Claudia Frittelli: Borderless Education: Will Global Surpass Local?

Grantees in this story

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We’ve just learned that Tony Carr from the Centre for Educational Technology at the University of Cape Town, a Carnegie Corporation Higher Education and Libraries in Africa (HELA) Program grantee, has won a Dewey Winburne Community Service Award for his e/merge Africa peer network, emergeafrica.net. Tony will be honored at the South by SouthWest SXSW Interactive conference in Austin, Texas in March 2014. The e/merge Africa network is made up of approximately 900 members from African higher education institutions who are interested in applying educational technology in their work in Africa. Carr and his African peers are using the network to offer online seminars to share practice and knowledge about educational technology innovation within the higher education sector in the region, as well as to strengthen communities of researchers and practitioners. A call for proposal offers an invitation for educational technologists based in Africa and other continents to host an online seminar, workshop or short course for e/merge Africa in 2014: online proposal form.

Tony Carr
Tony Carr

Technology plays an increasingly complex role in the building up of African universities at a time when many African universities are being revitalized as knowledge producers for the continent. Coursera, the online provider of massively open online courses, or MOOCs, will soon begin creating Learning Hubs “that will offer people around the world physical spaces where they can access the Internet to take a course, while learning alongside peers in an interactive, facilitated setting. All for free.”  Coursera’s increased level of engagement in developing countries, including some in Africa, resurfaces the debate around who qualifies to teach with what pedagogy and curricula and whose knowledge. How Africans use and appropriate MOOC technology is yet to be explored. The extent of innovation surrounding Africans’ use of mobile technology could be instructive here. Assuming new learning hubs offer connectivity, such platforms could better prepare disadvantaged students with additional resources for local university education, but they could also further encourage elite young people to leave the continent in search of education elsewhere.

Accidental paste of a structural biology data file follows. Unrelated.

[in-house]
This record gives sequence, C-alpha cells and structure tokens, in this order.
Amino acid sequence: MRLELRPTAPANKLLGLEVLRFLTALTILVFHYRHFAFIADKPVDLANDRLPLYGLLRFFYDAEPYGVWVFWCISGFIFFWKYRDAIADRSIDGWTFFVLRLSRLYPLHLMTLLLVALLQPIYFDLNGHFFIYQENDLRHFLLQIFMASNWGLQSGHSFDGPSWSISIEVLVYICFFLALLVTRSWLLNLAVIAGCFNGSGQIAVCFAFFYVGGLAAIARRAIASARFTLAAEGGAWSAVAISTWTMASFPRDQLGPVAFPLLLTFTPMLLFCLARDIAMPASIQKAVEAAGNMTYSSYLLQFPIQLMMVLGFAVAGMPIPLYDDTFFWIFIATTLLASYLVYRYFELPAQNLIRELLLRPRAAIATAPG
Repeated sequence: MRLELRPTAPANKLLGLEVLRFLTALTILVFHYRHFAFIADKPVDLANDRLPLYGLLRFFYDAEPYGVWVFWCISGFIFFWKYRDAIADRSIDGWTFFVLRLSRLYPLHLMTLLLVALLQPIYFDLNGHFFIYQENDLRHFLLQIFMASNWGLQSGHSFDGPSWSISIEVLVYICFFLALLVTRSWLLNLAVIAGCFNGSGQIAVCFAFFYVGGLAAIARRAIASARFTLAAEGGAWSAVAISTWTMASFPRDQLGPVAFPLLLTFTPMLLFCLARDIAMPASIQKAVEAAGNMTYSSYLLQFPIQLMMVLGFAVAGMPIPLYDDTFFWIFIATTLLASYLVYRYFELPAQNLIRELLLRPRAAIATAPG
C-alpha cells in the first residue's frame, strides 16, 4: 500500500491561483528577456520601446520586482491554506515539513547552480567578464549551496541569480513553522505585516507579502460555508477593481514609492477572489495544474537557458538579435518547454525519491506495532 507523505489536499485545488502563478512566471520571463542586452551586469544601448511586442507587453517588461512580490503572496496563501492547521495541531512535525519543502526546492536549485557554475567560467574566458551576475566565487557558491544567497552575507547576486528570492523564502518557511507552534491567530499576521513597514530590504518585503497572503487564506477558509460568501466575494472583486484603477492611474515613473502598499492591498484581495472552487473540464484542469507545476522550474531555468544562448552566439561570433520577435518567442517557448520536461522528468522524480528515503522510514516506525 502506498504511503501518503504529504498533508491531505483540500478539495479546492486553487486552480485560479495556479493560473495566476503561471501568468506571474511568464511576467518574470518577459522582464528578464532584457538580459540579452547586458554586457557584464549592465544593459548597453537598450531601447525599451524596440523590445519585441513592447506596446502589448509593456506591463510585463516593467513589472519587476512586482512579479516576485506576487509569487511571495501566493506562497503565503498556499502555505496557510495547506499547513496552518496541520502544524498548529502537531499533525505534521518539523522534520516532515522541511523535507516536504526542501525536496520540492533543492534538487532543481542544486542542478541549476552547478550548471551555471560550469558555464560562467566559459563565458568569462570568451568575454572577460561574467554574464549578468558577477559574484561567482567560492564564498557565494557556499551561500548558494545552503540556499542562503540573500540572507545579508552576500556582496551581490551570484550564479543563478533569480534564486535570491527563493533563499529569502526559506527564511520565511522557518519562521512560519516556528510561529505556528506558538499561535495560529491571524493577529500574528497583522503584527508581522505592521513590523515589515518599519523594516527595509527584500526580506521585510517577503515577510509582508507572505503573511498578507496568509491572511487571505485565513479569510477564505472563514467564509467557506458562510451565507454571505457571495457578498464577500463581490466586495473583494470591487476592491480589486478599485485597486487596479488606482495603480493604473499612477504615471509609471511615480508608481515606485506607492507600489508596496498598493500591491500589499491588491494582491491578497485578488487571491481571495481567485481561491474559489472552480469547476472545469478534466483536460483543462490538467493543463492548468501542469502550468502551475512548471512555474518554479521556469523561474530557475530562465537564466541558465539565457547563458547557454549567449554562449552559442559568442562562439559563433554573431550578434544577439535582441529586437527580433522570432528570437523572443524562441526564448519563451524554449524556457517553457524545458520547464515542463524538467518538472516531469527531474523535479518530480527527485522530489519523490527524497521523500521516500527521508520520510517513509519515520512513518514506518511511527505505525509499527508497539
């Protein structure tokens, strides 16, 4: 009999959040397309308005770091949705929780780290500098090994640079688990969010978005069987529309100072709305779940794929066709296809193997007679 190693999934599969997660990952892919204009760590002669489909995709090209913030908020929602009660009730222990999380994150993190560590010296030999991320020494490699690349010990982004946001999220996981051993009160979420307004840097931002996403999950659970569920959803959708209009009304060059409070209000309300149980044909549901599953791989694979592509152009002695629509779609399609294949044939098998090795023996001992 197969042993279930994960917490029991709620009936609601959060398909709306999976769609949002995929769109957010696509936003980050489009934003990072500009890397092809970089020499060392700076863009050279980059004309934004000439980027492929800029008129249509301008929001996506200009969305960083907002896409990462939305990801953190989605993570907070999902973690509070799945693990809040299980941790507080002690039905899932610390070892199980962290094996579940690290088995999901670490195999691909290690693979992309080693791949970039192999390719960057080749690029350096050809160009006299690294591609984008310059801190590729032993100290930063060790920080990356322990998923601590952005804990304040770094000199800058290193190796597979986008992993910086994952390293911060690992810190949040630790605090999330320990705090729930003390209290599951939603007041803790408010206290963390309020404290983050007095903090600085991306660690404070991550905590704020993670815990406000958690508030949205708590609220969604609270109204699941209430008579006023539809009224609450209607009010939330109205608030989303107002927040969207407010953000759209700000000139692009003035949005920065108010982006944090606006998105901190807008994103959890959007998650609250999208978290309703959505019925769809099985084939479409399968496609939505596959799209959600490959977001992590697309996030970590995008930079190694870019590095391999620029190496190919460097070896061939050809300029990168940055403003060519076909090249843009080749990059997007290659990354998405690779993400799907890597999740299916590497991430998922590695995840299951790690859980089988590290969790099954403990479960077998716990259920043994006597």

Given the vastly increasing demand for access to higher education in developing countries worldwide, online course platform offerings have been compared to what libraries provided in the Industrial Age in the United States—continuing education for the self-taught. Coursera advocates democratizing education by offering courses from elite universities online for free. However, most who enroll in MOOCS today have completed degrees. Disadvantaged students in Africa are less likely to live in areas accessible to learning hubs, regardless of the cost of connectivity. Local governments might look to these online platforms to provide access for an ever-broadening range of students, competence levels, and geographic locations, rather than finding their own, indigenous solutions to the demand for higher education. True, there are ways to address infrastructure constraints. But a more pressing concern is how the possibilities of borderless education affect innovation in African higher education, its role in society, and its positioning in the global system. Initiatives like e/merge Africa, along with post-graduate programs in educational technology offered by the Centre for Educational Technology at University of Cape Town aim to equip African researchers and practitioners to navigate these pathways.